He dropped off some bread and olive oil that assaulted my nose with an amazing aroma. Our cocktails quickly followed. My boyfriend, Derek, took one sip of his filthy pickle martini and said, "Yup, I remember why I had so many last time — it's so salty. So right." I opted for the Fashionable Ginger, which was equally delicious.
Gene dropped off our first course, and it was love at first bite. I got the bone-marrow bread pudding with oxtail marmalade, caramelized cippolini onion, smoked wild-berry gastrique and sprouts. I closed my eyes to savor the first bite of pudding. It hit all the marks: salty, sweet, buttery and fluffy at the same time.
The award-winning gnocchi came next. The components were whimsically arranged and perfectly portioned. The flavors paired nicely with my first course and were just as magical as I remembered. Derek, a more adventurous eater than I, got the saffron risotto with scallop, lobster, rock shrimp and calamari. He appreciated the presentation and said the seafood was cooked to perfection. Especially the scallops, which melted in his mouth.
At this point we were both pretty full but excited for dessert — because who isn't? Derek got the chocolate chip cookie sliders; I went for the super chunky peanut butter bar. The bacon brittle mixed with smoked-porter caramel was a flavor explosion in my mouth. The dark-chocolate ganache on top of the peanut butter was a little hard to get my fork through, but once I did — because I never quit on chocolate — it was well worth the effort. Put a fork in me, I'm done, I thought. But it's safe to say we'll soon be back at the Planet for another stellar meal.
— Corey Grenier
I was glad to be in the company of four friends at the Kitchen Table Bistro so we could sample a variety of dishes. "Variety" is putting it mildly. The three-course, $40 prix-fixe menu was stunningly huge — nine options for small plates alone. So we were surprised when the server announced a few specials in addition.
After pouring our first bottle of the evening — a Père et Fils cinsault-syrah rosé — she asked us to place our orders for all three courses to ensure that the kitchen didn't run out of our choices. For a starter, I went with the chicken-liver pâté; for the main, a fish called wahoo served with fiddleheads and asparagus; and my fave dessert, crème brûlée, for the finale.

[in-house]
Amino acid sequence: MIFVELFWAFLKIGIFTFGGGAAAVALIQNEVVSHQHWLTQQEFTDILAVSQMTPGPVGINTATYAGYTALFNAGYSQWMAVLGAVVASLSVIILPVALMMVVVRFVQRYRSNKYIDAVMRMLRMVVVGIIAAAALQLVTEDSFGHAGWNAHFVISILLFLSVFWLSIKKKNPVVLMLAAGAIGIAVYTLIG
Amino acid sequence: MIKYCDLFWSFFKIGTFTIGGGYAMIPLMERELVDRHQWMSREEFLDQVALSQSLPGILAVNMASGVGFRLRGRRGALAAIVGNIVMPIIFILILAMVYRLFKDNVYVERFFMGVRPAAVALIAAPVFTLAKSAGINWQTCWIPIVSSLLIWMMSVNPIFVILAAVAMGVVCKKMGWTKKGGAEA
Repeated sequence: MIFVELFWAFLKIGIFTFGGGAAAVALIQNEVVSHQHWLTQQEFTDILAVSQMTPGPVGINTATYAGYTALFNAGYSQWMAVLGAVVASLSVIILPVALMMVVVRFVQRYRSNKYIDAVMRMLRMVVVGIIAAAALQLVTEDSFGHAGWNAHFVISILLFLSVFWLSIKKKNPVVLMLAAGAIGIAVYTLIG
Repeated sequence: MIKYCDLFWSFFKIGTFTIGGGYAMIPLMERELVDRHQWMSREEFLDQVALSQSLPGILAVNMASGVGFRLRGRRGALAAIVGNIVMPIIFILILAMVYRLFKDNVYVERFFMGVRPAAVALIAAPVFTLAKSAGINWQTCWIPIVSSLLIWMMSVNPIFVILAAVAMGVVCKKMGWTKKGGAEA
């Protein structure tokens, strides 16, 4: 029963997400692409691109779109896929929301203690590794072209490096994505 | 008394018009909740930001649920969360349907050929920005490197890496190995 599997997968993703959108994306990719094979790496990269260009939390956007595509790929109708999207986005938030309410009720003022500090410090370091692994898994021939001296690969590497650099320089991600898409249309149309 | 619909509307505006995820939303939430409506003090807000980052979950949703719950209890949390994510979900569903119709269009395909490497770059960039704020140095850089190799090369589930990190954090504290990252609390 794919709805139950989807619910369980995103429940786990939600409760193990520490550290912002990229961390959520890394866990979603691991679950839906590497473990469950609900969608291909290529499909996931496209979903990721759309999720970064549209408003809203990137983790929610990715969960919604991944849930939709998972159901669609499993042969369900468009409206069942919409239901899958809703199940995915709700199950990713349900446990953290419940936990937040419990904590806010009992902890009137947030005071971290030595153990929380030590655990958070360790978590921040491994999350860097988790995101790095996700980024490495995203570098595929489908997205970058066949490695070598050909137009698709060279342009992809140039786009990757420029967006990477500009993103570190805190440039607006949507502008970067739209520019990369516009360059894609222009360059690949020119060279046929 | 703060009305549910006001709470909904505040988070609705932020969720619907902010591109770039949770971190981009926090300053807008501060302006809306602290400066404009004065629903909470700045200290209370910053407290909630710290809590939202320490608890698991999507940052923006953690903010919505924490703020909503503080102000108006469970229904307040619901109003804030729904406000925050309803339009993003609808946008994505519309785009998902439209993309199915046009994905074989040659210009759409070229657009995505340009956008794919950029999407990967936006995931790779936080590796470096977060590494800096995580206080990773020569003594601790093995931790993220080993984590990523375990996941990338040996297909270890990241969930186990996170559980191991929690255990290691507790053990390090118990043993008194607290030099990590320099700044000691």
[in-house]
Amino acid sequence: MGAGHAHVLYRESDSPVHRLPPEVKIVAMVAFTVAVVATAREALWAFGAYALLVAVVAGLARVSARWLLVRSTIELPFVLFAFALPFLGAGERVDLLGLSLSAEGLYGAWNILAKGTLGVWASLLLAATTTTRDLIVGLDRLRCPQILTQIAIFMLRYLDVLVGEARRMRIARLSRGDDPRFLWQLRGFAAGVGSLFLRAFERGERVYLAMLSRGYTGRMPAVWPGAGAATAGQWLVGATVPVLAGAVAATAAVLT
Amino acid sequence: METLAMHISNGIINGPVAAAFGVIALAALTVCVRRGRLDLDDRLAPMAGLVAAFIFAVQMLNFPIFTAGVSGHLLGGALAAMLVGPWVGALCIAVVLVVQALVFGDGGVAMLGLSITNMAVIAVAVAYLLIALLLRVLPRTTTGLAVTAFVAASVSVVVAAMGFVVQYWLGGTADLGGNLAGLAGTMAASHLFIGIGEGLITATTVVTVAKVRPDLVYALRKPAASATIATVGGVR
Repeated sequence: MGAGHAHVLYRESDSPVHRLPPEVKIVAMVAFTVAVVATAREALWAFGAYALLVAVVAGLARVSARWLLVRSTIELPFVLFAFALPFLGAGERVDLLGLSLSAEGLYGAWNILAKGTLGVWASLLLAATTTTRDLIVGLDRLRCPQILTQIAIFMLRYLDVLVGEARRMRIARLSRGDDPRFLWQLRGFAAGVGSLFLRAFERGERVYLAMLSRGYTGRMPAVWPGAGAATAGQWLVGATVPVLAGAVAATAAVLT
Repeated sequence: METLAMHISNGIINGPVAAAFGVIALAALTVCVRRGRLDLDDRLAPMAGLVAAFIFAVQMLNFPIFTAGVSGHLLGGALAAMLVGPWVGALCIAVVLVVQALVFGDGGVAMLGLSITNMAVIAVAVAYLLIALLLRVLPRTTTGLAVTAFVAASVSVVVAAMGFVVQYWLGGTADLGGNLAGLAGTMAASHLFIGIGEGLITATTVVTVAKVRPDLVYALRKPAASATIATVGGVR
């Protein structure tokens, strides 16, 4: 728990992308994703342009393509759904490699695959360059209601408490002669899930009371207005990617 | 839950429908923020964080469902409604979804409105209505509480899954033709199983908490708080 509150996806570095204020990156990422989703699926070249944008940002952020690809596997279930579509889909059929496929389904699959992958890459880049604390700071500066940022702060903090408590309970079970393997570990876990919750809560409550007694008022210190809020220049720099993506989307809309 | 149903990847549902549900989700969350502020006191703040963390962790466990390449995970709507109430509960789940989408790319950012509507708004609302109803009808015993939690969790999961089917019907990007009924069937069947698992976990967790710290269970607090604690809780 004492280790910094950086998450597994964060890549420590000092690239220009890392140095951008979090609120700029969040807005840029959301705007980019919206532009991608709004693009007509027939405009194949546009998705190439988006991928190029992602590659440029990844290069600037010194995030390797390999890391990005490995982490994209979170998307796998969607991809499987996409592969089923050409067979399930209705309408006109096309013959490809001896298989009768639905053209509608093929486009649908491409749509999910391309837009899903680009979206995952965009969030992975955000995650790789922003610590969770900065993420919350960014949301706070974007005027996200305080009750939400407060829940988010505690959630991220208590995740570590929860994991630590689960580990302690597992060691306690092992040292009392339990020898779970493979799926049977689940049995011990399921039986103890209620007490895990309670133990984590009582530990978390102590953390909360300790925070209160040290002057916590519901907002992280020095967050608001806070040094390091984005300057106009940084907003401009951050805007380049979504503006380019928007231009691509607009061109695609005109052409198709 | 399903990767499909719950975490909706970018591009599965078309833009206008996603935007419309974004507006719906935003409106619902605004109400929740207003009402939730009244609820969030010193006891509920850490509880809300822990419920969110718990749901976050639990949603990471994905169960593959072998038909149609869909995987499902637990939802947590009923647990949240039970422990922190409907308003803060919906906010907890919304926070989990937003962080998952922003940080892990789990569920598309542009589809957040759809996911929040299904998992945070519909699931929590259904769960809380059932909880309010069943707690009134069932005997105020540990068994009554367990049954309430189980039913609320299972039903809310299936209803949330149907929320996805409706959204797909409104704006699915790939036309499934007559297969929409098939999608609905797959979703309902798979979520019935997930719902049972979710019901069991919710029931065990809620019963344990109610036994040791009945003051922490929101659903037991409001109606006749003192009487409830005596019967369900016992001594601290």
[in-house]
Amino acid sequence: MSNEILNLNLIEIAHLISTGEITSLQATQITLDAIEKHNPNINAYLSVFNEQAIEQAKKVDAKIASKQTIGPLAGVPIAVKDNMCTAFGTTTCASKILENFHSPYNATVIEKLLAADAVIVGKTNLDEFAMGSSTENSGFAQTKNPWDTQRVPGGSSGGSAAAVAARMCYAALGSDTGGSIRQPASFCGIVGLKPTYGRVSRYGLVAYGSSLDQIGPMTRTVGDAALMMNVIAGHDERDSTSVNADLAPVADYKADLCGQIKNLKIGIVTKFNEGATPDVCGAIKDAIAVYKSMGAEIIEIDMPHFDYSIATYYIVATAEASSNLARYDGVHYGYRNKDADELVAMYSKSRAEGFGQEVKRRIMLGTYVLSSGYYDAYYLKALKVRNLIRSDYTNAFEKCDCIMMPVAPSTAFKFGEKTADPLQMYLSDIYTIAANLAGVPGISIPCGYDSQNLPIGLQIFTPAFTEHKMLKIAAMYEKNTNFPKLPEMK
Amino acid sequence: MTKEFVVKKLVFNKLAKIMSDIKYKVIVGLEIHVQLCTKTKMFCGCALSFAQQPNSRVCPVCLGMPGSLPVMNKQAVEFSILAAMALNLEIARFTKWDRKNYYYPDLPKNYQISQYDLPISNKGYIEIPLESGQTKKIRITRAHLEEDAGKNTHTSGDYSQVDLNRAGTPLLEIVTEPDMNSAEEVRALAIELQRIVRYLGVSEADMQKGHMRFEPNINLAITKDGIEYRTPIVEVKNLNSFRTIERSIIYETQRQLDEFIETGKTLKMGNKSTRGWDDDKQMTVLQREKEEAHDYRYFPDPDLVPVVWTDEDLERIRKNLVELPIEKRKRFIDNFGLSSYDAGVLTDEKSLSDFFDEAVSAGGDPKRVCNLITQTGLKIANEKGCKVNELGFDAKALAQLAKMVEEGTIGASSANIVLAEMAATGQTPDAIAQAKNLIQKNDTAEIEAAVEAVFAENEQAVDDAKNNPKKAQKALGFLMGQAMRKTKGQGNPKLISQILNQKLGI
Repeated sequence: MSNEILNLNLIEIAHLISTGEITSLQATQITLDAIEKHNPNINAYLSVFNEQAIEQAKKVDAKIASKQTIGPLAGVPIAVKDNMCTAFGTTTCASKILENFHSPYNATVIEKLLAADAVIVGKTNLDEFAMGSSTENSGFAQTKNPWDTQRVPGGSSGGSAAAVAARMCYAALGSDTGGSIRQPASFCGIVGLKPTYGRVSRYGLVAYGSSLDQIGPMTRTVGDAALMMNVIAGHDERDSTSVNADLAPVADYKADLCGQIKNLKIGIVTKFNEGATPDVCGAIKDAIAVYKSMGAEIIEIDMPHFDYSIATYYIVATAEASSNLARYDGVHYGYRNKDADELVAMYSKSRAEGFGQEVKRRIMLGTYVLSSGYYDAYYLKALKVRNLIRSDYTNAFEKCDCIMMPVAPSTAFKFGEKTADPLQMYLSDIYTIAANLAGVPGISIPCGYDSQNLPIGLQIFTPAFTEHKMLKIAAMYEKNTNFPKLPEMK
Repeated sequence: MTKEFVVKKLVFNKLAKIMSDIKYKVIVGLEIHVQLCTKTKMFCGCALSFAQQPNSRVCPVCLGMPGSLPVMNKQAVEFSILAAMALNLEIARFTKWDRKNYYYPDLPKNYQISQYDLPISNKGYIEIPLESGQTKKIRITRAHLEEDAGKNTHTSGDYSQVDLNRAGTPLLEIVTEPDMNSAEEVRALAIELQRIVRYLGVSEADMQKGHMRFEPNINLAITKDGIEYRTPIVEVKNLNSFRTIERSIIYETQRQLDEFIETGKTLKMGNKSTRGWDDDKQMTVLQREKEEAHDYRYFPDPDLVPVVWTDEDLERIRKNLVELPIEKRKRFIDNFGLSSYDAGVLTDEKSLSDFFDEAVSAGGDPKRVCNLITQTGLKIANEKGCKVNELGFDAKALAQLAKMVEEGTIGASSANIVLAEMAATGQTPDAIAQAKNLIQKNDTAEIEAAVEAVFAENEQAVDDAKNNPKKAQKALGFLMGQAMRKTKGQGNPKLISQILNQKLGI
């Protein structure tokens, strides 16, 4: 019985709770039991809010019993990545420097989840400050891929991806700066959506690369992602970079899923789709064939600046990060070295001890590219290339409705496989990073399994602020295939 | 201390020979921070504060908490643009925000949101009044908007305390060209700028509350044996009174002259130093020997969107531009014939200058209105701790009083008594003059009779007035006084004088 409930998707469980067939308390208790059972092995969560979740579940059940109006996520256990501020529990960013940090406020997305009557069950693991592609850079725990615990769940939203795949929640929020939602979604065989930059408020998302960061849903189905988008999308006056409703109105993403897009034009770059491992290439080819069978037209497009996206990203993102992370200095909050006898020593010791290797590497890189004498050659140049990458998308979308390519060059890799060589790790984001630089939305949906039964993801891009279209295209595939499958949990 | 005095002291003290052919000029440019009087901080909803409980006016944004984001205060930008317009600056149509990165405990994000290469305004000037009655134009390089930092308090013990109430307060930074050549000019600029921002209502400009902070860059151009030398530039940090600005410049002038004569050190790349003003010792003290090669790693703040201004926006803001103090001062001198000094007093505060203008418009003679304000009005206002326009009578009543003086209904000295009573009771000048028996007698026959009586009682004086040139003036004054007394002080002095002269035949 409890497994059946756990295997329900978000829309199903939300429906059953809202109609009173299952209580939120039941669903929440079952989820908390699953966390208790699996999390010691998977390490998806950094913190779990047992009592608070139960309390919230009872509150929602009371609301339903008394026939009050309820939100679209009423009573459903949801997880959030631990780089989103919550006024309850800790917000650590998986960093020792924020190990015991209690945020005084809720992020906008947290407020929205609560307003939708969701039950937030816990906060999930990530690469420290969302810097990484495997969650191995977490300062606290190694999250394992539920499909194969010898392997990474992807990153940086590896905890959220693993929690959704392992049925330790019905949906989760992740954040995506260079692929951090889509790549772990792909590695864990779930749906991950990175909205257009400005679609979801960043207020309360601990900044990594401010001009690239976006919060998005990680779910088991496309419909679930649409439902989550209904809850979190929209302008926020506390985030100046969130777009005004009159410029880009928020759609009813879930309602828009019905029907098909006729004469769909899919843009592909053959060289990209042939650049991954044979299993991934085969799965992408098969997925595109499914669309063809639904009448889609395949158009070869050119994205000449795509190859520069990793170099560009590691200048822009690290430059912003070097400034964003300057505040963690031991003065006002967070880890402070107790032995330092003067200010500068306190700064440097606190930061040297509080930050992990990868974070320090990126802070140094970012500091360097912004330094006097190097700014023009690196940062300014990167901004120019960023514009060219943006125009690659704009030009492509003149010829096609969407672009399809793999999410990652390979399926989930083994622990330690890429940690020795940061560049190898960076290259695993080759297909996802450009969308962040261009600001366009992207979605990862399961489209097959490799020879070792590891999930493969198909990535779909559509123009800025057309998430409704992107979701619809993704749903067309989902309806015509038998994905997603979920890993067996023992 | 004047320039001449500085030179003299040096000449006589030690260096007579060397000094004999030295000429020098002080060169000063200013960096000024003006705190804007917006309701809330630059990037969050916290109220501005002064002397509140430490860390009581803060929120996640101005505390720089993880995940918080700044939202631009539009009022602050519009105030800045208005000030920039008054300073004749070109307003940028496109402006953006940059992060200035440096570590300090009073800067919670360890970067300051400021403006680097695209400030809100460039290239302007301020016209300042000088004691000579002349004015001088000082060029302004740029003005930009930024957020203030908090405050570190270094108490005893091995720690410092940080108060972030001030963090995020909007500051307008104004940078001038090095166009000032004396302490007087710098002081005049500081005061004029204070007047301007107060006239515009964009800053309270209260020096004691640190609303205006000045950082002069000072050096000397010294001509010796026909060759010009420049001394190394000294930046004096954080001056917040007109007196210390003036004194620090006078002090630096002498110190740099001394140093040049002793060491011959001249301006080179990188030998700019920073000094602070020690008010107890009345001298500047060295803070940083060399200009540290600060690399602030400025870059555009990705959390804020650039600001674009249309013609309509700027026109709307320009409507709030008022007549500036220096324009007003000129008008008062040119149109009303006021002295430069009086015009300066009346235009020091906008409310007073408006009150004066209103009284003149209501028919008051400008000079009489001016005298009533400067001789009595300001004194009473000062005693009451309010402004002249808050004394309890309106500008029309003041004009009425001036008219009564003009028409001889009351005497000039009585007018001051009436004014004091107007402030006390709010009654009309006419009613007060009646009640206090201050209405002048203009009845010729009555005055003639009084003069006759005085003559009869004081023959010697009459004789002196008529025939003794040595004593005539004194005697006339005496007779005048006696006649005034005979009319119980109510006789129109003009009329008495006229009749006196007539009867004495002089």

The pâté mold arrived on a long rectangular plate with slices of toasted Red Hen bread, a dollop of super-grainy mustard, slivers of pickled vegetables and large capers. The pâté was silky smooth and slightly sweet; it made lovely little open-faced sandwiches with the toast and pickles.
In addition, I sampled my friend's fiddlehead salad (with sprouted beans, radish, pepitas and Vermont Creamery feta). She called it "spring in your mouth," and I had to agree. Other standouts were the braised-bacon toast and the house pasta with braised LaPlatte River Angus Farm oxtail, grilled ramps and a minty sauce. We noted not just the exquisite flavors but the thoughtful attention to textures.
We had begun to sip our second wine, a Bergevin Lane Calico Red from Walla Walla, Wash., when the second course came out. I had never even heard of wahoo, but I found the firm white fish cooked to gentle perfection, its surface seared and peppery. The fish reclined on a lagoon of soft polenta and beneath a tangle of delicate fiddleheads and asparagus. I couldn't identify what made the finishing broth so deliciously umami — anchovy? — but all of these flavors together were heavenly.
Though full, I managed to devour my crème brûlée, a pillowy custard beneath crusty caramel. The accompanying sea-salted shortbreads gave the classic dessert a modern, and delicious, twist.
All five of us met our dishes with exclamations ranging from the blissful "mmm" to "orgasmic." Overall, we settled on "superb" for the entire experience.
— Pamela polston
Lee Duberman and Richard Fink, owners of Ariel's in Brookfield, have vacationed annually in central Mexico for years. For the last two, they've closed their highly acclaimed restaurant for the winter to spend a few months in San Miguel. Their spring reopening coincides with Vermont Restaurant Week.